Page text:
Here’s a little book related denouement, to follow up the emotionally-fraught time that was last night. Since we all know that books are what I do best.

What am I reading at the moment, you may wonder? Well, it’s never as simple as answering with a one-title response. I am in the process of working my way through :

  • Unspeakable Secrets of the Aro Valley by Danyl McLauchlan*
  • Beautiful Ruins by Jess Walter
  • The Fault in Our Stars by John Green**
  • The Extraordinary Adventures of Adele Blanc-Sec Vol. 2 by Jacques Tardi
  • Speaker for the Dead by Orson Scott Card***

There are also a fair few books on my shelves/piles that have bookmarks at a partway point, but that I am not currently actively engaging in, so to speak. They are the next tier to work my way through.

*Ought to finish it before I start my work placement at VUP. Really good, just a little slow going.
** Re-reading. Because, you know, movie. And also I just need a little John Green in my life every now and then.
*** I have a lot of feelings about OSC & his books, and I will write a post about them at some point.

I’m on a real graphic novel kick at the moment, after finishing reading the first Sandman bind-up… but I decided to branch out from pure Gaiman, and test the waters of other areas. Since I thoroughly enjoyed the Adele Blanc-Sec movie, I figured that the graphic novels would be a fine choice – and so far, so good. I have been meaning to re-read Scott Pilgrim, but since that has a very specific connection to That Which I Am Moving On From In All Ways, I’m not sure if that would be sensible to do right now. The last thing I need is good books/movies/memories being ruined by my current feelings regarding the person in question. So maybe the Bryan Lee O’Malley material is off the cards for a while.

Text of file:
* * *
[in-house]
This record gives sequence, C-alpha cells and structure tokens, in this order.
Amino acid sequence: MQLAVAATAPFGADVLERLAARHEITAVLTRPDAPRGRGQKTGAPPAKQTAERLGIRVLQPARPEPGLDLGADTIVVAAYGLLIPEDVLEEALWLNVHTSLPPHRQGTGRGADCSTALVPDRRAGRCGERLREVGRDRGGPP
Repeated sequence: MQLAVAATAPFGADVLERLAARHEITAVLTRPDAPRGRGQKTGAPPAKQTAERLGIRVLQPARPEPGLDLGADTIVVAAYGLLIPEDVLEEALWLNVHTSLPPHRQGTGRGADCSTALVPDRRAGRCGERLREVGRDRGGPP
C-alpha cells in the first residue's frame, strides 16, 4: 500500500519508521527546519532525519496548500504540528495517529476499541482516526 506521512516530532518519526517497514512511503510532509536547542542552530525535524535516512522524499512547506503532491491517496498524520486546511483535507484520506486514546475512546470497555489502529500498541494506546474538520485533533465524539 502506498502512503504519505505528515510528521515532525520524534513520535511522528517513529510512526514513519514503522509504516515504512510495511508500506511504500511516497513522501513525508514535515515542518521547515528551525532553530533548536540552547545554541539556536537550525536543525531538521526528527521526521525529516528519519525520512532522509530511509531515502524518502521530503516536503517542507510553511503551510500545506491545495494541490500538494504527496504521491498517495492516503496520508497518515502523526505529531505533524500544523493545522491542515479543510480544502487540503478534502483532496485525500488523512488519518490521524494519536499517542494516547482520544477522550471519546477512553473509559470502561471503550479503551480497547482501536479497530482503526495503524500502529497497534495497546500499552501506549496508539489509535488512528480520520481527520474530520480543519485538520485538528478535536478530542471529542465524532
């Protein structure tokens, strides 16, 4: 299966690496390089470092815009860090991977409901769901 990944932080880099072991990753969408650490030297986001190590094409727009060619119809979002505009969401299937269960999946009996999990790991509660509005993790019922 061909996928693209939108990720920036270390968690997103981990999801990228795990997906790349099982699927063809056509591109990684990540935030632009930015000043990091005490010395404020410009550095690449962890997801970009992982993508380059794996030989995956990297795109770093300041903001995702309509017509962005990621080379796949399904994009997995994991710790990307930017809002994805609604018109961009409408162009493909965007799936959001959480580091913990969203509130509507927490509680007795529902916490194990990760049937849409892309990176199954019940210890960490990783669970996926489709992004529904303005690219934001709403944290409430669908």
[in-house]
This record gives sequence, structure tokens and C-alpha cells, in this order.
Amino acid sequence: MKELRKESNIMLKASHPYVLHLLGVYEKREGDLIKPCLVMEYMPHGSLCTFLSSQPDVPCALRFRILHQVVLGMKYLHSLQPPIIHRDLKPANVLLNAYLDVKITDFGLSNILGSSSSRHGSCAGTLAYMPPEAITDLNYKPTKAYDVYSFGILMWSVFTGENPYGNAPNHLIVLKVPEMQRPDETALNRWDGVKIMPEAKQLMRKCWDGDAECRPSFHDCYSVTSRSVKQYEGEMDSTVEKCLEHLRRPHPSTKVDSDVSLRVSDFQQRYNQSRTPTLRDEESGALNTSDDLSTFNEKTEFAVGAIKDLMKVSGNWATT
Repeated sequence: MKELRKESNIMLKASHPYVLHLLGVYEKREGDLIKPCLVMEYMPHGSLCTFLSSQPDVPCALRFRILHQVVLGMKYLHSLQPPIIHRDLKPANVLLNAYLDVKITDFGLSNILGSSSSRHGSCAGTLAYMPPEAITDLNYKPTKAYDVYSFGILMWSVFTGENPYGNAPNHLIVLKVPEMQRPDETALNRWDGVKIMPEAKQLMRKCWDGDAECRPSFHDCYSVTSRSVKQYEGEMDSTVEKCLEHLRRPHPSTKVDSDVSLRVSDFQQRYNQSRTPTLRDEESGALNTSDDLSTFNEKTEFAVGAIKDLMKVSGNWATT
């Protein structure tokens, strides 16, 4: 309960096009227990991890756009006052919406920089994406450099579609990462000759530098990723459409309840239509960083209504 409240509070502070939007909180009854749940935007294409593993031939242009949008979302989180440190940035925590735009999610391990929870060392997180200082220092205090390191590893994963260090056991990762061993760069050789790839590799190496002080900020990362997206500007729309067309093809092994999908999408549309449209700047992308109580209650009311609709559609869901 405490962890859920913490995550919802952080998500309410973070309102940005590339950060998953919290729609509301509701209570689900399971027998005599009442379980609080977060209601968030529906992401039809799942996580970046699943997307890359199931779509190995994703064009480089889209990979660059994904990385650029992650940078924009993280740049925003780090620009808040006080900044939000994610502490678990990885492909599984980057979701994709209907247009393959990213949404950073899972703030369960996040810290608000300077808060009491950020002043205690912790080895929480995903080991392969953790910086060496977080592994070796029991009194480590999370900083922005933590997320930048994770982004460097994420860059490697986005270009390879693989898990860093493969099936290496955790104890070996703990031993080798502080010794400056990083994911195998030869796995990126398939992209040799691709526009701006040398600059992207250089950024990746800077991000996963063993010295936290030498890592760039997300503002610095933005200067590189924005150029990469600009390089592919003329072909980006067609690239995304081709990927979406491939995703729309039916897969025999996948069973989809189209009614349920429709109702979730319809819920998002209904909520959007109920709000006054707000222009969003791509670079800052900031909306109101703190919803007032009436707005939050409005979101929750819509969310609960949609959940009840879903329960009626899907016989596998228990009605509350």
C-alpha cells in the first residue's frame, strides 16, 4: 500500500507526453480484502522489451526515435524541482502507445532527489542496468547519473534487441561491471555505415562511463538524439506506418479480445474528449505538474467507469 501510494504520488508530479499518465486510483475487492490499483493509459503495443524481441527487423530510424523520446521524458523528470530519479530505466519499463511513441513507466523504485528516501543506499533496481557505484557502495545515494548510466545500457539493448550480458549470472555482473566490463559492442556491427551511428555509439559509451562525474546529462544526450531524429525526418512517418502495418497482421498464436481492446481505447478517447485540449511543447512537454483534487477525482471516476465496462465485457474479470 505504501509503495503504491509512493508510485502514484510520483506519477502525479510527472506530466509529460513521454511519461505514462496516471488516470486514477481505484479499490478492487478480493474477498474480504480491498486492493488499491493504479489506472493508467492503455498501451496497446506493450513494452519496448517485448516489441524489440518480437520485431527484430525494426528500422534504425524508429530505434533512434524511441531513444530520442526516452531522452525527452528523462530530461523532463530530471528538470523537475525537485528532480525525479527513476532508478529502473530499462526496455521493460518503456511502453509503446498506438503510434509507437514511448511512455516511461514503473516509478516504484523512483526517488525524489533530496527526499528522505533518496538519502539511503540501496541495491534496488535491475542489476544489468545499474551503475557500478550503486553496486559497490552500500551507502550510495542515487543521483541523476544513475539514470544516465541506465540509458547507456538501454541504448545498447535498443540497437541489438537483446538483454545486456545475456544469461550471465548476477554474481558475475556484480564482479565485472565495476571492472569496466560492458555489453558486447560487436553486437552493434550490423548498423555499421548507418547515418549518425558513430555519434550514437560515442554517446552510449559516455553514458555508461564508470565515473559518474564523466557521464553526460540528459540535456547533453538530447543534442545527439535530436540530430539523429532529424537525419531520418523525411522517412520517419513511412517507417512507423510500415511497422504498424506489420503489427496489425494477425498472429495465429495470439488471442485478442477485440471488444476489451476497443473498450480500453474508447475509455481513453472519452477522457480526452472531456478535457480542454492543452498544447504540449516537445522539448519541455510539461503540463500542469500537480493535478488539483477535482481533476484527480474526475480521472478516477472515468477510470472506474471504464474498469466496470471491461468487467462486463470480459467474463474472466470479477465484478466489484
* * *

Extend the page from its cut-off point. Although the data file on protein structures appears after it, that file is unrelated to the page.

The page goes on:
Per the John Green mention, you can probably gather that I’m not entirely removed from my YA phase of late – and after spending a fair while today trotting around the kids and teen sections at work, shelving and book-lookin’,  it seems unlikely to change any time soon – there’s always something new that I notice and leaf through and want to devour. Relating back to yesterday’s post somewhat, I really do wish that I had a bit of Olive-style company for many reasons, but one of which is certainly to be able to have someone to read gorgeous beautiful books with.

That’s probably a combination of specific child missing, and general mid-20s cluckiness.


I hope you are all reading wonderful things as well. If you aren’t, rectify this immediately. Go to your local indie bookshop and get a recommendation.  Buy a book. Make the publishing world turn.

on book releases, colds, and surgery

I was extraordinarily excited for The Luminaries to be released. Eleanor Catton is among my favourite NZ authors around at the moment – I love love loved The Rehearsal (pretty sure that I’ve waxed lyrical about it at some point on here), and the thought of not only a new release from her, but a veritable tome of a new release… well, I can’t quite come up with the words, which is part of the problem.